Nine-year-old student speaks out against ‘offensive’ math problem

A fourth grade student and her mother have spoken out against an ‘offensive’ math problem that asked the nine-year-old to compare girls’ weights.

Rhythm Pacheco attends Grant Elementary School in Murray, Utah, and was doing her math homework one day when she came across a question that made her feel uneasy. 

The problem read: ‘The table to the right shows the weight of three Grade 4 students. How much heavier is Isabel than the lightest student?’ 

Speaking out: Rhythm Pacheco, nine, called out a math problem on her fourth grade homework

Speaking out: Rhythm Pacheco, nine, called out a math problem on her fourth grade homework

Speaking out: Rhythm Pacheco, nine, called out a math problem on her fourth grade homework

Controversial: The question asked students at Grant Elementary School in Murray, Utah, to figure out how much heavier one girl was compared to two other females

Controversial: The question asked students at Grant Elementary School in Murray, Utah, to figure out how much heavier one girl was compared to two other females

Controversial: The question asked students at Grant Elementary School in Murray, Utah, to figure out how much heavier one girl was compared to two other females

Rhythm believed the question was offensive because it was asking a young student to compare the weight of three females, sending the wrong idea about body image. 

‘I was shocked…I was shocked, honestly,’ Rhythm’s mother, Naomi Pacheco, told Fox 13 about the question. 

‘I feel like it’s such an irresponsible way to teach children how to do math.’

Previous questions on the math assignment asked the students to compare items like watermelons and animals like Saint Bernard dogs. So the homework was attempting to ask questions fourth graders would relate to. 

But both Rhythm and her mother believed the question comparing girls’ weights was unnecessary. 

‘She said, “You know mom, I’m not going to answer this question, I’m not going to do it,”‘ Naomi said.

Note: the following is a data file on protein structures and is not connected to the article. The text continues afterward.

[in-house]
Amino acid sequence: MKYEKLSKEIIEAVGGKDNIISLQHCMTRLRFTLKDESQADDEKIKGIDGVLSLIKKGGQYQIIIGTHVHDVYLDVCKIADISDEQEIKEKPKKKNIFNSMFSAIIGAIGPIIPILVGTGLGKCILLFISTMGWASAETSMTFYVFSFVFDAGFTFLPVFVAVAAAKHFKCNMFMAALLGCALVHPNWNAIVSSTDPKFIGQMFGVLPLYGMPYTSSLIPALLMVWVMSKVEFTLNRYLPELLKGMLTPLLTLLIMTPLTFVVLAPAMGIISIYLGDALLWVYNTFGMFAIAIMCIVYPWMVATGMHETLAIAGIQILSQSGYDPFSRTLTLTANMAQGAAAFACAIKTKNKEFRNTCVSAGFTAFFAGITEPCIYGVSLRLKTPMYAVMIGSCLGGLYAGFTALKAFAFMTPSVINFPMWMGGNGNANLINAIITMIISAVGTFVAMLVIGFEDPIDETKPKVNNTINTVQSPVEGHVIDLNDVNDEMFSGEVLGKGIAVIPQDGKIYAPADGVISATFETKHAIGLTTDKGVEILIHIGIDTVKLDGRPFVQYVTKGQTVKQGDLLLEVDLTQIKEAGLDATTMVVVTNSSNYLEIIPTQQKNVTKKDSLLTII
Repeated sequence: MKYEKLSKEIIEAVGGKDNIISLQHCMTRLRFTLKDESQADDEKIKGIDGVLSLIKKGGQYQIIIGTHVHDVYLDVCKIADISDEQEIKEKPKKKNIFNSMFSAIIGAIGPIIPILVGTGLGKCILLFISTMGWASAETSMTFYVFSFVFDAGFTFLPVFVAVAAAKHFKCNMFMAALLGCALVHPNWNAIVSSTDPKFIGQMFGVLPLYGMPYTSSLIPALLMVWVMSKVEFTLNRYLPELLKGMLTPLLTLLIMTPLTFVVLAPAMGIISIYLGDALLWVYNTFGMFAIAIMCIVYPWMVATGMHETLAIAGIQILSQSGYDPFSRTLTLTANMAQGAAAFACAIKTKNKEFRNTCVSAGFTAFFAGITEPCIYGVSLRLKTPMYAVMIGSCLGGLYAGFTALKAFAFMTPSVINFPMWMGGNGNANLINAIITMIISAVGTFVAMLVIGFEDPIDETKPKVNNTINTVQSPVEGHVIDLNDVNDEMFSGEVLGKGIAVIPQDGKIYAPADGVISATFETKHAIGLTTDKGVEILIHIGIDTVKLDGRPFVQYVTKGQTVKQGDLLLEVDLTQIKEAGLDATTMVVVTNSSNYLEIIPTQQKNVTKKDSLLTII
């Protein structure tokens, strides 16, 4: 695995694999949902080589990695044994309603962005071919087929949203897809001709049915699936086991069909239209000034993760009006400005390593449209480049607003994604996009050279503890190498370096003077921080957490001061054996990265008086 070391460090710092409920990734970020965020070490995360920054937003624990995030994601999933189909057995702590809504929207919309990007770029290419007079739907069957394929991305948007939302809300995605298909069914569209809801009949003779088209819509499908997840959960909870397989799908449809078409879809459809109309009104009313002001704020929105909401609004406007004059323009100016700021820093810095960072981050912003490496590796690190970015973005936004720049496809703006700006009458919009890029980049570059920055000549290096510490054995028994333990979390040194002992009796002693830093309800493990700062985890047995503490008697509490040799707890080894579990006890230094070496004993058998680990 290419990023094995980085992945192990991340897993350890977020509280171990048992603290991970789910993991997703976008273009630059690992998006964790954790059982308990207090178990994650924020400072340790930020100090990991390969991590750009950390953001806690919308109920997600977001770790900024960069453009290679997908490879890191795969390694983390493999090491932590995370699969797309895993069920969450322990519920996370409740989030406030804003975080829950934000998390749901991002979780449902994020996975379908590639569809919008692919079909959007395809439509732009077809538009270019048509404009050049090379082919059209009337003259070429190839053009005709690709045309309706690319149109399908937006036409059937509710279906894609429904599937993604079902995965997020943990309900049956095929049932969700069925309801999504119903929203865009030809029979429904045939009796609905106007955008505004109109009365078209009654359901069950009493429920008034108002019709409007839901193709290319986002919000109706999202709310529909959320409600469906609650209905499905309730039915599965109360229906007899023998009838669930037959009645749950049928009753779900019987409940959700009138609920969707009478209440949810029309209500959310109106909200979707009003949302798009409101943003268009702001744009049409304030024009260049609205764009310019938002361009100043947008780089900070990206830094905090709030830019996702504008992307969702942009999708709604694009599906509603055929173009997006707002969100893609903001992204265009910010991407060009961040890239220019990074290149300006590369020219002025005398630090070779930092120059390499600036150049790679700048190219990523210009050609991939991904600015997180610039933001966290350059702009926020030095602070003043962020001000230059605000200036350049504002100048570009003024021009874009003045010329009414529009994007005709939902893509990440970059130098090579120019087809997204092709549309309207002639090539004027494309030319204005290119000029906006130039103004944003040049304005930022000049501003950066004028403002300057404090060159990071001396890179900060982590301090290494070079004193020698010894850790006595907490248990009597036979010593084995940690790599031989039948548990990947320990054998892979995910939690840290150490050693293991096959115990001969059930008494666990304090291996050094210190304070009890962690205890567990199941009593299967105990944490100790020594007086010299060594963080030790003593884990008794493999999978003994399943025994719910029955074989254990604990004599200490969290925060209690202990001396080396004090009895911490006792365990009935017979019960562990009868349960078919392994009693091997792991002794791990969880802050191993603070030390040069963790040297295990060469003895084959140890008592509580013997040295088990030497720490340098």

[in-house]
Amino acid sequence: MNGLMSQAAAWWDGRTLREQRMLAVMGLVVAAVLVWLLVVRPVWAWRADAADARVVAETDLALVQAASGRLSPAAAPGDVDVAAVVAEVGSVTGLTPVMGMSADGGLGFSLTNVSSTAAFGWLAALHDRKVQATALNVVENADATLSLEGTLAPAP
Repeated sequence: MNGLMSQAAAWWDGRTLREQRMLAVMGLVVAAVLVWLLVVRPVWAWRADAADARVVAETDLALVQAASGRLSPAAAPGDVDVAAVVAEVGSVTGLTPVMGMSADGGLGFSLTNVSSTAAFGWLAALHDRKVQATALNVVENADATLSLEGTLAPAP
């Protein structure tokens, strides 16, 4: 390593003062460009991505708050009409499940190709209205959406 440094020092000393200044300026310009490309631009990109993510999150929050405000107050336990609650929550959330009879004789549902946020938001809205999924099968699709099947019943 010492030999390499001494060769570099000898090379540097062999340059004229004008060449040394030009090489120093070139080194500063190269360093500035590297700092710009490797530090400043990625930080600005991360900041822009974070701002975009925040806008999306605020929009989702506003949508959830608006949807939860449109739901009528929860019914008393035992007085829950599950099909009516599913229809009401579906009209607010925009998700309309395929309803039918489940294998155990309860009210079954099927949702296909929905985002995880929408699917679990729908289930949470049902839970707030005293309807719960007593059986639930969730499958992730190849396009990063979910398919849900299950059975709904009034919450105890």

Instead of answering the question, Rhythm circled it and wrote a quick note on the homework assignment to explain why she would not answer. She also penned a separate note to her teacher. 

‘She circled [the question] and wrote, “What! This is offensive! Sorry I won’t write this it’s rude!”‘ Naomi said. 

Starting a conversation: 'I thought it was offensive,' Rhythm said, refusing to answer the question. 'I didn't like that because girls shouldn't be comparing each other'

Starting a conversation: 'I thought it was offensive,' Rhythm said, refusing to answer the question. 'I didn't like that because girls shouldn't be comparing each other'

Starting a conversation: ‘I thought it was offensive,’ Rhythm said, refusing to answer the question. ‘I didn’t like that because girls shouldn’t be comparing each other’

Supportive: Her mother Naomi (pictured) supported the student's decision to question the math problem after it asked her to compare weights of girls

Supportive: Her mother Naomi (pictured) supported the student's decision to question the math problem after it asked her to compare weights of girls

Supportive: Her mother Naomi (pictured) supported the student’s decision to question the math problem after it asked her to compare weights of girls 

Standing up: Eureka Math defended the question and claimed it has never received complaints about its questions in recent years, but Rhythm still thought the question was unnecessary

Standing up: Eureka Math defended the question and claimed it has never received complaints about its questions in recent years, but Rhythm still thought the question was unnecessary

Standing up: Eureka Math defended the question and claimed it has never received complaints about its questions in recent years, but Rhythm still thought the question was unnecessary

When speaking to the news site, Rhythm said she understood the question was only a question. But she thought it was sent the wrong message to herself and her classmates.  

‘I thought it was offensive,’ Rhythm said. ‘I didn’t like that because girls shouldn’t be comparing each other. I know it was a math problem…but I don’t think that was really OK.’  

The question came from Eureka Math, which is used by Murray City School District. 

Eureka Math defended the question and claimed it has never received complaints about its questions in recent years. 

‘There is no value judgment in the question about weight, it’s merely a comparison,” Eureka Math’s Director of Marketing Communications Chad Colby told Fox 13. ‘It sounds like the parent is putting the value judgment on it, not the question.’

But Naomi thought the organization was missing the point. 

‘I think we have other resources and other ways of teaching our children math and how to weigh proportions, objects, people, without direct comparisons — especially comparing little girls,’ she said. 

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